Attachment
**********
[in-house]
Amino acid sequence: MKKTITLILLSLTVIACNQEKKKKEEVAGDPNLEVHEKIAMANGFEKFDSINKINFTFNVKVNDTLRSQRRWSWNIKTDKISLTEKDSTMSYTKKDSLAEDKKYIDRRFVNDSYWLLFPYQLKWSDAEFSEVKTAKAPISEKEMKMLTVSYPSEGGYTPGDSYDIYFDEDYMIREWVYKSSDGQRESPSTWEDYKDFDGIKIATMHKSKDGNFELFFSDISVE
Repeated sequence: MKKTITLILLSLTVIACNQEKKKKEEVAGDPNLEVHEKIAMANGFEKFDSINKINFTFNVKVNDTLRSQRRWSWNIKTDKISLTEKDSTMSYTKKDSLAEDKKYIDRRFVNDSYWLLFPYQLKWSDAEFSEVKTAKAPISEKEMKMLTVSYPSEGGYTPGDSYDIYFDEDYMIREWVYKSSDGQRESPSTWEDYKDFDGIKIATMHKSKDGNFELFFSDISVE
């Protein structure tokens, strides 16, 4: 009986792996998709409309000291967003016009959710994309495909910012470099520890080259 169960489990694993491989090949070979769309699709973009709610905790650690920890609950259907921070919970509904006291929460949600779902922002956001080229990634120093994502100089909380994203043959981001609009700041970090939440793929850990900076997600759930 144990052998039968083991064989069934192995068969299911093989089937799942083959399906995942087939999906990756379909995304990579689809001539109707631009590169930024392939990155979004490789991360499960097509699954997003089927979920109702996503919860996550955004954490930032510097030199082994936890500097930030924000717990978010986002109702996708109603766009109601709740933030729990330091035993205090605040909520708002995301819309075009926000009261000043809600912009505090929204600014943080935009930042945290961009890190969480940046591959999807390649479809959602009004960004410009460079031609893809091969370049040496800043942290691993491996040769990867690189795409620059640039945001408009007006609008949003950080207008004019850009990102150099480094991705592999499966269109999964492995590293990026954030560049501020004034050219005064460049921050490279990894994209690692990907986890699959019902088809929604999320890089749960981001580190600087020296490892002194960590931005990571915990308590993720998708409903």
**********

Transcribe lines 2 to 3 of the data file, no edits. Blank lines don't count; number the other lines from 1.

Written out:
Amino acid sequence: MKKTITLILLSLTVIACNQEKKKKEEVAGDPNLEVHEKIAMANGFEKFDSINKINFTFNVKVNDTLRSQRRWSWNIKTDKISLTEKDSTMSYTKKDSLAEDKKYIDRRFVNDSYWLLFPYQLKWSDAEFSEVKTAKAPISEKEMKMLTVSYPSEGGYTPGDSYDIYFDEDYMIREWVYKSSDGQRESPSTWEDYKDFDGIKIATMHKSKDGNFELFFSDISVE
Repeated sequence: MKKTITLILLSLTVIACNQEKKKKEEVAGDPNLEVHEKIAMANGFEKFDSINKINFTFNVKVNDTLRSQRRWSWNIKTDKISLTEKDSTMSYTKKDSLAEDKKYIDRRFVNDSYWLLFPYQLKWSDAEFSEVKTAKAPISEKEMKMLTVSYPSEGGYTPGDSYDIYFDEDYMIREWVYKSSDGQRESPSTWEDYKDFDGIKIATMHKSKDGNFELFFSDISVE